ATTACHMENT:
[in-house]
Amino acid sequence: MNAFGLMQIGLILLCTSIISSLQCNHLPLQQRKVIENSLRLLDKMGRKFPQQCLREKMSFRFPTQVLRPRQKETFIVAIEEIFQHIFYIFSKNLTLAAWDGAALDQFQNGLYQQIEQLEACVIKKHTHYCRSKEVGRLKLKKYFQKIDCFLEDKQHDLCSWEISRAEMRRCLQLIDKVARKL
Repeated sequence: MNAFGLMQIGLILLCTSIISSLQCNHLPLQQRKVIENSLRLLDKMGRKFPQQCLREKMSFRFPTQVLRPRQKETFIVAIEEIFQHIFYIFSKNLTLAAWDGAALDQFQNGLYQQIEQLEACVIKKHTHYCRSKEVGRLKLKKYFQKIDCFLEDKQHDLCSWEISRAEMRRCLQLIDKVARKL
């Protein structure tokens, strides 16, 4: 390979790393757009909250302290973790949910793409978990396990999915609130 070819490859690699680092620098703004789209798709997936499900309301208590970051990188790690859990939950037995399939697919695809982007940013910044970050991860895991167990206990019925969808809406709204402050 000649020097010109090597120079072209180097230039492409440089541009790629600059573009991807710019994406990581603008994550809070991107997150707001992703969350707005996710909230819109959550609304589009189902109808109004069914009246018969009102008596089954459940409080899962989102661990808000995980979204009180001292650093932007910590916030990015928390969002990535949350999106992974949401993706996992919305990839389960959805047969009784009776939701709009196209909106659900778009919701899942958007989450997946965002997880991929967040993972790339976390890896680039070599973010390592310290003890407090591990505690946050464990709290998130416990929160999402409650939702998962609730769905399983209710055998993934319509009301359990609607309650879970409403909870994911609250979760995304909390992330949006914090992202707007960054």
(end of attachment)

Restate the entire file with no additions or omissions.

[in-house]
Amino acid sequence: MNAFGLMQIGLILLCTSIISSLQCNHLPLQQRKVIENSLRLLDKMGRKFPQQCLREKMSFRFPTQVLRPRQKETFIVAIEEIFQHIFYIFSKNLTLAAWDGAALDQFQNGLYQQIEQLEACVIKKHTHYCRSKEVGRLKLKKYFQKIDCFLEDKQHDLCSWEISRAEMRRCLQLIDKVARKL
Repeated sequence: MNAFGLMQIGLILLCTSIISSLQCNHLPLQQRKVIENSLRLLDKMGRKFPQQCLREKMSFRFPTQVLRPRQKETFIVAIEEIFQHIFYIFSKNLTLAAWDGAALDQFQNGLYQQIEQLEACVIKKHTHYCRSKEVGRLKLKKYFQKIDCFLEDKQHDLCSWEISRAEMRRCLQLIDKVARKL
């Protein structure tokens, strides 16, 4: 390979790393757009909250302290973790949910793409978990396990999915609130 070819490859690699680092620098703004789209798709997936499900309301208590970051990188790690859990939950037995399939697919695809982007940013910044970050991860895991167990206990019925969808809406709204402050 000649020097010109090597120079072209180097230039492409440089541009790629600059573009991807710019994406990581603008994550809070991107997150707001992703969350707005996710909230819109959550609304589009189902109808109004069914009246018969009102008596089954459940409080899962989102661990808000995980979204009180001292650093932007910590916030990015928390969002990535949350999106992974949401993706996992919305990839389960959805047969009784009776939701709009196209909106659900778009919701899942958007989450997946965002997880991929967040993972790339976390890896680039070599973010390592310290003890407090591990505690946050464990709290998130416990929160999402409650939702998962609730769905399983209710055998993934319509009301359990609607309650879970409403909870994911609250979760995304909390992330949006914090992202707007960054």